In Rwanda – when the Rwandan Patriotic Army invaded, the trial massacres began…
- 300 in Kabirira October 1990
- 500-1000 in Kinigi January 1991
- 300 in Bugesera March 1992
- The US Embassy reported a massacre of 70 Tutsis by the Interahamwe in Kigali February 1994.
Stage 7: Extermination
This is when the killings begin. It is termed “extermination” as the killers believe their victims to be less than human and that they are purifying society. When the genocide is sponsored by the state, the armed forces often work with militias to do the killing. At this stage, only rapid and overwhelming armed intervention can stop genocide. In Rwanda – the genocide began on April 7, 1994, the day after the Rwandan President’s plane was shot down, killing him. The genocidaires were well prepared and began slaying at once. The killing was low-tech. The murderers used machetes, hoes and anything that could be used to kill. The Hutu believed that it was kill or be killed. In the second week of the genocide the militias brought the Tutsis to government offices, churches schools and began massacring them on a larger scale.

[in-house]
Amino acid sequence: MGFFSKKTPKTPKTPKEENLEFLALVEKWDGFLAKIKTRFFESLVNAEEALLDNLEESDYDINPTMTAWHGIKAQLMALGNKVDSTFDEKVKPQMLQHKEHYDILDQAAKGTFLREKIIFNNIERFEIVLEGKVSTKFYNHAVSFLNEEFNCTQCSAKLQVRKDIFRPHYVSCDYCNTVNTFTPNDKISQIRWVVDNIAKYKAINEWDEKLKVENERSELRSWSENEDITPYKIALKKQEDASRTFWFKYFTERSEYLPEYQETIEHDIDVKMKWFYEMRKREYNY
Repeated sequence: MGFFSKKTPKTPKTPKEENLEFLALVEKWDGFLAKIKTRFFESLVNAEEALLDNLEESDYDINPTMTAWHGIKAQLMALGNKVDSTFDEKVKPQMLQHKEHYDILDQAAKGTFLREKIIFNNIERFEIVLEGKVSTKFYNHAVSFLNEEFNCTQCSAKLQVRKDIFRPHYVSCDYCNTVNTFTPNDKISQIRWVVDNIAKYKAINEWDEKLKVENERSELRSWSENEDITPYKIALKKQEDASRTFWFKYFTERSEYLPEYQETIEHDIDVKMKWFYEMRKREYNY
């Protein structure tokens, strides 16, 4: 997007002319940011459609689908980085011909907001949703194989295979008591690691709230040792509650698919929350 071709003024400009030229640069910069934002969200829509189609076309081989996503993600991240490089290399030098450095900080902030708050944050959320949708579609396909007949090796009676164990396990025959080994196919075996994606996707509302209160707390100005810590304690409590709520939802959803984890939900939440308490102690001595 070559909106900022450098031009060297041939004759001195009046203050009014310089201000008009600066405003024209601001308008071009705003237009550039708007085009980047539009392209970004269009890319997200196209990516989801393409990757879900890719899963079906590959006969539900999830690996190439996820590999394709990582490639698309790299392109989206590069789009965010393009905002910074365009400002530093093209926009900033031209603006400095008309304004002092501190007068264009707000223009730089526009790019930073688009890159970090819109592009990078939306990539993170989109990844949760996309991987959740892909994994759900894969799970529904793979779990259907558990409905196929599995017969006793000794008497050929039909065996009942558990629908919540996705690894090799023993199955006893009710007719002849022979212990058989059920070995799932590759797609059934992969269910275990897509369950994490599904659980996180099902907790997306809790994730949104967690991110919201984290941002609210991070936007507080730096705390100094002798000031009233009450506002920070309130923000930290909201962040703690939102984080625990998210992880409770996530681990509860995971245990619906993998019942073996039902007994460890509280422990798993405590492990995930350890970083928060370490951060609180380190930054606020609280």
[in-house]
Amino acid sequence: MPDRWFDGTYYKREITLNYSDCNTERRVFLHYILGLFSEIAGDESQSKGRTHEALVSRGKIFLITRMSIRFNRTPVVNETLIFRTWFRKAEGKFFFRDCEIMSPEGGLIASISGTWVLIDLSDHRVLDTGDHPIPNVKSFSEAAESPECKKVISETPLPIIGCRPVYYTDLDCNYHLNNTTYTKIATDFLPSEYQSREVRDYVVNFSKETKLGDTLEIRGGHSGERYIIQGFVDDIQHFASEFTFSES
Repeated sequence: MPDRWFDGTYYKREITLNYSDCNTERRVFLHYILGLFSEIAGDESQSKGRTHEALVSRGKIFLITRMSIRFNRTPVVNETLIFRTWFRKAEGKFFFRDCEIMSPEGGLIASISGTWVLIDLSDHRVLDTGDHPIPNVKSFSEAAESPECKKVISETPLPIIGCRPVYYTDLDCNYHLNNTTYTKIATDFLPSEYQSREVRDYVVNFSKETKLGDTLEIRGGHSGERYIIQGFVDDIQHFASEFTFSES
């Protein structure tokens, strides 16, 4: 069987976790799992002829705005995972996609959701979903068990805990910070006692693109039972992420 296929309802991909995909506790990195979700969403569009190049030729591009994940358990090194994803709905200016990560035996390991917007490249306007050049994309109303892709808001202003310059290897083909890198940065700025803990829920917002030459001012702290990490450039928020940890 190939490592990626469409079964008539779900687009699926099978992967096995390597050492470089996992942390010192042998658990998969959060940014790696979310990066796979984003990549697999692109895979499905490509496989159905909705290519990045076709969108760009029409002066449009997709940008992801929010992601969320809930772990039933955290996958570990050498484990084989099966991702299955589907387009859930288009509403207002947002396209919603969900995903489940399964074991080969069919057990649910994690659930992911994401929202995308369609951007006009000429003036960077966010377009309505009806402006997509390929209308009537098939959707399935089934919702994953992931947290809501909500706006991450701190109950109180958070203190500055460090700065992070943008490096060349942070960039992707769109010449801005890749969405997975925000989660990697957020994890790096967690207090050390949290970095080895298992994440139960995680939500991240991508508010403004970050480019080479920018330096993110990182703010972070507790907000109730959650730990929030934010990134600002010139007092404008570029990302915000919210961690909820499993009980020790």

Stage 8: Denial
During and after every genocide, the perpetrators will deny the crime. How can you deny genocide? You lie, block investigations and dispose of the evidence. The killers will deny that they committed any crimes, and blame what happened on the victims, they will hide the bodies in mass graves and intimidate any witnesses who are brave enough to speak out. Most will claim that the genocide was justified and that the killings were part of a war or a repression of terrorism. Many continue to govern until driven from power by force, when they flee into exile, where they remain with impunity, such as Pol Pot from Cambodia or Idi Amin from Uganda. The best response to denial is punishment by an international tribunal, such as the Rwanda Tribunal, national courts and ultimately the International Criminal Court. There the evidence can be heard, and the perpetrators punished. They may not deter the worst genocidal killers. But with the political will to arrest and prosecute them, some mass murderers may be brought to justice.
In Rwanda – there were many forms of denial in Rwanda:
- the murderers believed that they were taking legitimate action by part-taking in the genocide;
- the militias disposed of the bodies (by using lime) to minimise the amount of victims;
- the government blamed the actions of victims for their deaths and claimed that the murders were spontaneous outbreaks or the actions of rogue commanders.